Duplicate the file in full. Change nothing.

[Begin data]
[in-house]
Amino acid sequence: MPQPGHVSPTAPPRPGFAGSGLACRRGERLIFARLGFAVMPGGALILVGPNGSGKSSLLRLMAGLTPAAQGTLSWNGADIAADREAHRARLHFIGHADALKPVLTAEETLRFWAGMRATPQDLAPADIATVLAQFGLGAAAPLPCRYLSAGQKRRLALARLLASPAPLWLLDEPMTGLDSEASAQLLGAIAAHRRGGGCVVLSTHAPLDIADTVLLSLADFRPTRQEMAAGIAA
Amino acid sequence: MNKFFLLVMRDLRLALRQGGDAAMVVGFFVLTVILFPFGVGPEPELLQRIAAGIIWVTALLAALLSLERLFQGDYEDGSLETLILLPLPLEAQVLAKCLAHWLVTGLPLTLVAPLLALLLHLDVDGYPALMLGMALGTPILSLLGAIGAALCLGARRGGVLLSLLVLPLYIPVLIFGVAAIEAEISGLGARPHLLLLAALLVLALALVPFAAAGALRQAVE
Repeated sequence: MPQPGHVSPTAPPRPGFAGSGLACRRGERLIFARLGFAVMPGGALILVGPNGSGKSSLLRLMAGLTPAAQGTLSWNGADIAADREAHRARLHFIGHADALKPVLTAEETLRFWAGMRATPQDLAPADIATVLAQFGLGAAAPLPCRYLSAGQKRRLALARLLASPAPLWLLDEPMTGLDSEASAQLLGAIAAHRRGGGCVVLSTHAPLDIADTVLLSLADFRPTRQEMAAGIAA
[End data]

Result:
[in-house]
Amino acid sequence: MPQPGHVSPTAPPRPGFAGSGLACRRGERLIFARLGFAVMPGGALILVGPNGSGKSSLLRLMAGLTPAAQGTLSWNGADIAADREAHRARLHFIGHADALKPVLTAEETLRFWAGMRATPQDLAPADIATVLAQFGLGAAAPLPCRYLSAGQKRRLALARLLASPAPLWLLDEPMTGLDSEASAQLLGAIAAHRRGGGCVVLSTHAPLDIADTVLLSLADFRPTRQEMAAGIAA
Amino acid sequence: MNKFFLLVMRDLRLALRQGGDAAMVVGFFVLTVILFPFGVGPEPELLQRIAAGIIWVTALLAALLSLERLFQGDYEDGSLETLILLPLPLEAQVLAKCLAHWLVTGLPLTLVAPLLALLLHLDVDGYPALMLGMALGTPILSLLGAIGAALCLGARRGGVLLSLLVLPLYIPVLIFGVAAIEAEISGLGARPHLLLLAALLVLALALVPFAAAGALRQAVE
Repeated sequence: MPQPGHVSPTAPPRPGFAGSGLACRRGERLIFARLGFAVMPGGALILVGPNGSGKSSLLRLMAGLTPAAQGTLSWNGADIAADREAHRARLHFIGHADALKPVLTAEETLRFWAGMRATPQDLAPADIATVLAQFGLGAAAPLPCRYLSAGQKRRLALARLLASPAPLWLLDEPMTGLDSEASAQLLGAIAAHRRGGGCVVLSTHAPLDIADTVLLSLADFRPTRQEMAAGIAA